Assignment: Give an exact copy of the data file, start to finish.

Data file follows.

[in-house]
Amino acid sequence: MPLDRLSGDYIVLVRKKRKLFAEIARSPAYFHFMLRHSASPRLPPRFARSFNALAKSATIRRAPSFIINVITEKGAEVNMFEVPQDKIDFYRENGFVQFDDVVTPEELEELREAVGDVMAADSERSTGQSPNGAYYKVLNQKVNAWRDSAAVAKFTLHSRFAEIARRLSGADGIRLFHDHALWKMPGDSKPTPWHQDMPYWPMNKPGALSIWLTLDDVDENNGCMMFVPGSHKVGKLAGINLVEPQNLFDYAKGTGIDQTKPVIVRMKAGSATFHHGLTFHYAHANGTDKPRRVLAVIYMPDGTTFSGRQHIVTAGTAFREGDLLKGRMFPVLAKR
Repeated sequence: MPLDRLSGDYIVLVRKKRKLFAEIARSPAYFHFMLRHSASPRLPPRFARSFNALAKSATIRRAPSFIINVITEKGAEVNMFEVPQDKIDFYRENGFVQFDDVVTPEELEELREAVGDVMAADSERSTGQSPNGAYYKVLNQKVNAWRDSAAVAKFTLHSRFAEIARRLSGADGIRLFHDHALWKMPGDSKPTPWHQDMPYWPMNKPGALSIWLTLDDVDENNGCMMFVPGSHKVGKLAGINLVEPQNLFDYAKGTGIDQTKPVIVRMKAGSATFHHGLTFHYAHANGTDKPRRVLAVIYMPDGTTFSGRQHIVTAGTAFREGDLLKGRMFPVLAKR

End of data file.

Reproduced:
[in-house]
Amino acid sequence: MPLDRLSGDYIVLVRKKRKLFAEIARSPAYFHFMLRHSASPRLPPRFARSFNALAKSATIRRAPSFIINVITEKGAEVNMFEVPQDKIDFYRENGFVQFDDVVTPEELEELREAVGDVMAADSERSTGQSPNGAYYKVLNQKVNAWRDSAAVAKFTLHSRFAEIARRLSGADGIRLFHDHALWKMPGDSKPTPWHQDMPYWPMNKPGALSIWLTLDDVDENNGCMMFVPGSHKVGKLAGINLVEPQNLFDYAKGTGIDQTKPVIVRMKAGSATFHHGLTFHYAHANGTDKPRRVLAVIYMPDGTTFSGRQHIVTAGTAFREGDLLKGRMFPVLAKR
Repeated sequence: MPLDRLSGDYIVLVRKKRKLFAEIARSPAYFHFMLRHSASPRLPPRFARSFNALAKSATIRRAPSFIINVITEKGAEVNMFEVPQDKIDFYRENGFVQFDDVVTPEELEELREAVGDVMAADSERSTGQSPNGAYYKVLNQKVNAWRDSAAVAKFTLHSRFAEIARRLSGADGIRLFHDHALWKMPGDSKPTPWHQDMPYWPMNKPGALSIWLTLDDVDENNGCMMFVPGSHKVGKLAGINLVEPQNLFDYAKGTGIDQTKPVIVRMKAGSATFHHGLTFHYAHANGTDKPRRVLAVIYMPDGTTFSGRQHIVTAGTAFREGDLLKGRMFPVLAKR